Advanced search
1 file | 461.32 KB

Adding meaning to Facebook microposts via a mash-up API and tracking its data provenance

Author
Organization
Abstract
The social networking website Facebook offers to its users a feature called ldquostatus updatesrdquo (or just ldquostatusrdquo), which allows users to create microposts directed to all their contacts, or a subset thereof. Readers can respond to microposts, or in addition to that also click a ldquoLikerdquo button to show their appreciation for a certain micropost. Adding semantic meaning in the sense of unambiguous intended ideas to such microposts can, for example, be achieved via Natural Language Processing (NLP). Therefore, we have implemented a RESTful mash-up NLP API, which is based on a combination of several third party NLP APIs in order to retrieve more accurate results in the sense of emergence. In consequence, our API uses third party APIs opaquely in the background in order to deliver its output. In this paper, we describe how one can keep track of provenance, and credit back the contributions of each single API to the combined result of all APIs. In addition to that, we show how the existence of provenance metadata can help understand the way a combined result is formed, and optimize the result combination process. Therefore, we use the HTTP Vocabulary in RDF and the Provenance Vocabulary. The main contribution of our work is a description of how provenance metadata can be automatically added to the output of mash-up APIs like the one presented here.
Keywords
meta data, application program interfaces, natural language processing, social networking (online), vocabulary

Downloads

  • 2011.10 - NWeSP 2011 - Thomas Steiner et al. - Adding Meaning to Facebook Microposts via a Mash-up API and Tracking Its Data Provenance.pdf
    • full text
    • |
    • open access
    • |
    • PDF
    • |
    • 461.32 KB

Citation

Please use this url to cite or link to this publication:

Chicago
Steiner, Thomas, Ruben Verborgh, Joaquim Gabarró Vallés, and Rik Van de Walle. 2011. “Adding Meaning to Facebook Microposts via a Mash-up API and Tracking Its Data Provenance.” In 2011 7th International Conference on Next Generation Web Services Practices, ed. Ajith Abraham, Emilio Corchado, Sang-Yong Han, Weisen Guo, Juan Corchado, and Athanasios Vasilakos, 342–345. Piscataway, NJ, USA: IEEE.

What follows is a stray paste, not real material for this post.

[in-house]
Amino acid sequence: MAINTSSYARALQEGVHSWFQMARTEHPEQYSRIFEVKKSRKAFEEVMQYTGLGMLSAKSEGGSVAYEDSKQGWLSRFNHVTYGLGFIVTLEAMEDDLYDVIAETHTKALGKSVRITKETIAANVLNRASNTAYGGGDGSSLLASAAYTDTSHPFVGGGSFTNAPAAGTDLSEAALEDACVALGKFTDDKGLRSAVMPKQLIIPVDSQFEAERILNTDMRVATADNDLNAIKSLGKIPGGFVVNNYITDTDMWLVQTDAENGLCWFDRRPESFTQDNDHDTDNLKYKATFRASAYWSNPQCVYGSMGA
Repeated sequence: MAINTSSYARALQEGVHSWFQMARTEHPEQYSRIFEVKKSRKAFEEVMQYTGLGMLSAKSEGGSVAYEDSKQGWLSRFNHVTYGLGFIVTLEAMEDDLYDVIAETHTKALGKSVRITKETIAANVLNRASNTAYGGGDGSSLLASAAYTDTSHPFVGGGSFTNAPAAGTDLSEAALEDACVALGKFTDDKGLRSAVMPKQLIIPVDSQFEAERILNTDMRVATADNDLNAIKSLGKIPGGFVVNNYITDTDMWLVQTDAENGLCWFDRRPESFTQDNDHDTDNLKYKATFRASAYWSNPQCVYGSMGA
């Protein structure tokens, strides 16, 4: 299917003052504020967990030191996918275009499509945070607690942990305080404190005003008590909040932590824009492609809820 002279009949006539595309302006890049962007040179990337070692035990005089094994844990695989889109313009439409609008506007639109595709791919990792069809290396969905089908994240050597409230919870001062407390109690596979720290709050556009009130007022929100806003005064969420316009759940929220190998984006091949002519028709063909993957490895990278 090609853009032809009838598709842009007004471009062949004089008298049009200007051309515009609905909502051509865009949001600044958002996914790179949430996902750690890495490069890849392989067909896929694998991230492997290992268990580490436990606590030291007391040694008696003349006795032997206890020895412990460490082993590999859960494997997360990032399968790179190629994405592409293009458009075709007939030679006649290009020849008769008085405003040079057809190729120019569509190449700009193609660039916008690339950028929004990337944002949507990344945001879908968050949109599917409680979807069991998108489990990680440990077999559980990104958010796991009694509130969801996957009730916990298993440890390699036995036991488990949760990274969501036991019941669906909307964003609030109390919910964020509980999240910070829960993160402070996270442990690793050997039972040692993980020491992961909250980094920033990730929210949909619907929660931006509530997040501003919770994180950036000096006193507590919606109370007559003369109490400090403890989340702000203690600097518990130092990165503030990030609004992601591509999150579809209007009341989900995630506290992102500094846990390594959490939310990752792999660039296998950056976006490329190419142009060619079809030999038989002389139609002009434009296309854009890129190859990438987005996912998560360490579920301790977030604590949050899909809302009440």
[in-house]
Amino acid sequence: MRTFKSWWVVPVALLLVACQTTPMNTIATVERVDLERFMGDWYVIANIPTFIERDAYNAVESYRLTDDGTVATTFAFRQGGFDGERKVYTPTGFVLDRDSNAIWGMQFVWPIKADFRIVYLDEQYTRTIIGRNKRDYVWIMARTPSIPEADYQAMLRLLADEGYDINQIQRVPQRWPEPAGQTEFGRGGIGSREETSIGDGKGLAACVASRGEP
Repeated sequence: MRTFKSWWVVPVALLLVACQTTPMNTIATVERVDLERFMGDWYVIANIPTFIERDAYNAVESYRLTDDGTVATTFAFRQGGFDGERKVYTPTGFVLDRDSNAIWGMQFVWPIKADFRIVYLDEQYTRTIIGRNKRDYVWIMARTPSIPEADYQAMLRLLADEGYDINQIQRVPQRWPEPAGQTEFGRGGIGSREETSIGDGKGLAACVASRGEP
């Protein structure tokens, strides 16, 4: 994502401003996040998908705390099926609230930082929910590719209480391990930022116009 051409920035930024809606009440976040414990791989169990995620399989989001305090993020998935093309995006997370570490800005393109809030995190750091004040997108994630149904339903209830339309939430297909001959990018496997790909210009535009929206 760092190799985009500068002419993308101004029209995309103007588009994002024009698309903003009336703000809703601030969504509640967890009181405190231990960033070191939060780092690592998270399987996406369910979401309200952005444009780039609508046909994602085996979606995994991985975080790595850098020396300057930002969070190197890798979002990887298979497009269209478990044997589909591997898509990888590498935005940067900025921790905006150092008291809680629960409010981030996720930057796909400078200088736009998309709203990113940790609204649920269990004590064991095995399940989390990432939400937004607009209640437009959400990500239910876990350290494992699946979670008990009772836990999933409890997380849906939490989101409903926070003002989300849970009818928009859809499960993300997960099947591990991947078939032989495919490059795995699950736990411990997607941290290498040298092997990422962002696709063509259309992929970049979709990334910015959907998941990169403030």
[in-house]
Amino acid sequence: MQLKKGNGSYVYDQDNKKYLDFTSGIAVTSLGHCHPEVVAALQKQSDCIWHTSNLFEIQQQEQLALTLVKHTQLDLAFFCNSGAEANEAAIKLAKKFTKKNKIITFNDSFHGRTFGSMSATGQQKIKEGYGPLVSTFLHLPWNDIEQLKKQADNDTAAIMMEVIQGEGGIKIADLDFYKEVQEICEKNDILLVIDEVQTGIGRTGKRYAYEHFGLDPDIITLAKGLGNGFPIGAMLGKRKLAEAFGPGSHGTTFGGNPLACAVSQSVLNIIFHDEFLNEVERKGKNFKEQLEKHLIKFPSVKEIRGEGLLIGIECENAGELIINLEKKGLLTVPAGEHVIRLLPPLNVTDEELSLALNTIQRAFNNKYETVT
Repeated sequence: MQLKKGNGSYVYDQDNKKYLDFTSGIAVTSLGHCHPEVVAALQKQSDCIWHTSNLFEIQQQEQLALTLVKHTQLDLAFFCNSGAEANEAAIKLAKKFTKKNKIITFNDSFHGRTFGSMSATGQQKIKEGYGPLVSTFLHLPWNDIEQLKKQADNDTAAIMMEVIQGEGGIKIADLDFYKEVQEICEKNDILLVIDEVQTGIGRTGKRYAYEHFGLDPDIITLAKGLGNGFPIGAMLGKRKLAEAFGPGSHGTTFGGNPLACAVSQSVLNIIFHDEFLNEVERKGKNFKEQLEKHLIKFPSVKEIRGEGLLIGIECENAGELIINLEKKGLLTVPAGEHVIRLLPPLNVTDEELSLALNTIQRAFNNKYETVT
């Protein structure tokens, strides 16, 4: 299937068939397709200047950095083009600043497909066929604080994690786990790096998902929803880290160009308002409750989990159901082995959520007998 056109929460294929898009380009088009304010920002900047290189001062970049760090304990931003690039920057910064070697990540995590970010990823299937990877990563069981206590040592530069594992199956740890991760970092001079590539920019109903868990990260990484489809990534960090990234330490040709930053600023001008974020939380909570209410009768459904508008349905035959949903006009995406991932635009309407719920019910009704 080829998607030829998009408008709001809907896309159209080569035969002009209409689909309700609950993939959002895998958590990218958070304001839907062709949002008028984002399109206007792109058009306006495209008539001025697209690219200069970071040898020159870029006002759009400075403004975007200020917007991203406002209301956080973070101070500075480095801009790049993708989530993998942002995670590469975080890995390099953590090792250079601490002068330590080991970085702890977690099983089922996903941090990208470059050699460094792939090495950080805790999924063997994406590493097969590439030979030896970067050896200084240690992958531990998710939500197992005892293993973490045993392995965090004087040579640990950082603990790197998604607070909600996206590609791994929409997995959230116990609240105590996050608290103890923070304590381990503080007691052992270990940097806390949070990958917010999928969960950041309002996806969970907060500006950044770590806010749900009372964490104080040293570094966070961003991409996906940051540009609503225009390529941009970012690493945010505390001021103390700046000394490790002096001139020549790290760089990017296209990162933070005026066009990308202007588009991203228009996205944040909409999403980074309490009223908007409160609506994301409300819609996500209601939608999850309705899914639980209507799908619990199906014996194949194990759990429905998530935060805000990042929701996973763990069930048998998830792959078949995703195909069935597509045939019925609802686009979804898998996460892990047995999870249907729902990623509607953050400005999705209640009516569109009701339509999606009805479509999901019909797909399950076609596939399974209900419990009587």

APA
Steiner, Thomas, Verborgh, R., Vallés, J. G., & Van de Walle, R. (2011). Adding meaning to Facebook microposts via a mash-up API and tracking its data provenance. In Ajith Abraham, E. Corchado, S.-Y. Han, W. Guo, J. Corchado, & A. Vasilakos (Eds.), 2011 7th International Conference on Next Generation Web Services Practices (pp. 342–345). Presented at the 7th International conference on Next Generation Web Services Practices, Piscataway, NJ, USA: IEEE.
Vancouver
1.
Steiner T, Verborgh R, Vallés JG, Van de Walle R. Adding meaning to Facebook microposts via a mash-up API and tracking its data provenance. In: Abraham A, Corchado E, Han S-Y, Guo W, Corchado J, Vasilakos A, editors. 2011 7th International Conference on Next Generation Web Services Practices. Piscataway, NJ, USA: IEEE; 2011. p. 342–5.
MLA
Steiner, Thomas, Ruben Verborgh, Joaquim Gabarró Vallés, et al. “Adding Meaning to Facebook Microposts via a Mash-up API and Tracking Its Data Provenance.” 2011 7th International Conference on Next Generation Web Services Practices. Ed. Ajith Abraham et al. Piscataway, NJ, USA: IEEE, 2011. 342–345. Print.
@inproceedings{2003163,
  abstract     = {The social networking website Facebook offers to its users a feature called ldquostatus updatesrdquo (or just ldquostatusrdquo), which allows users to create microposts directed to all their contacts, or a subset thereof. Readers can respond to microposts, or in addition to that also click a ldquoLikerdquo button to show their appreciation for a certain micropost. Adding semantic meaning in the sense of unambiguous intended ideas to such microposts can, for example, be achieved via Natural Language Processing (NLP). Therefore, we have implemented a RESTful mash-up NLP API, which is based on a combination of several third party NLP APIs in order to retrieve more accurate results in the sense of emergence. In consequence, our API uses third party APIs opaquely in the background in order to deliver its output. In this paper, we describe how one can keep track of provenance, and credit back the contributions of each single API to the combined result of all APIs. In addition to that, we show how the existence of provenance metadata can help understand the way a combined result is formed, and optimize the result combination process. Therefore, we use the HTTP Vocabulary in RDF and the Provenance Vocabulary. The main contribution of our work is a description of how provenance metadata can be automatically added to the output of mash-up APIs like the one presented here.},
  author       = {Steiner, Thomas and Verborgh, Ruben and Vall{\'e}s, Joaquim Gabarr{\'o} and Van de Walle, Rik},
  booktitle    = {2011 7th International Conference on Next Generation Web Services Practices},
  editor       = {Abraham, Ajith and Corchado, Emilio and Han, Sang-Yong and Guo, Weisen and Corchado, Juan and Vasilakos, Athanasios},
  isbn         = {9781457711275},
  keyword      = {meta data,application program interfaces,natural language processing,social networking (online),vocabulary},
  language     = {eng},
  location     = {Salamanca, Spain},
  pages        = {342--345},
  publisher    = {IEEE},
  title        = {Adding meaning to Facebook microposts via a mash-up API and tracking its data provenance},
  url          = {http://dx.doi.org/10.1109/NWeSP.2011.6088202},
  year         = {2011},
}

Altmetric
View in Altmetric
Web of Science
Times cited: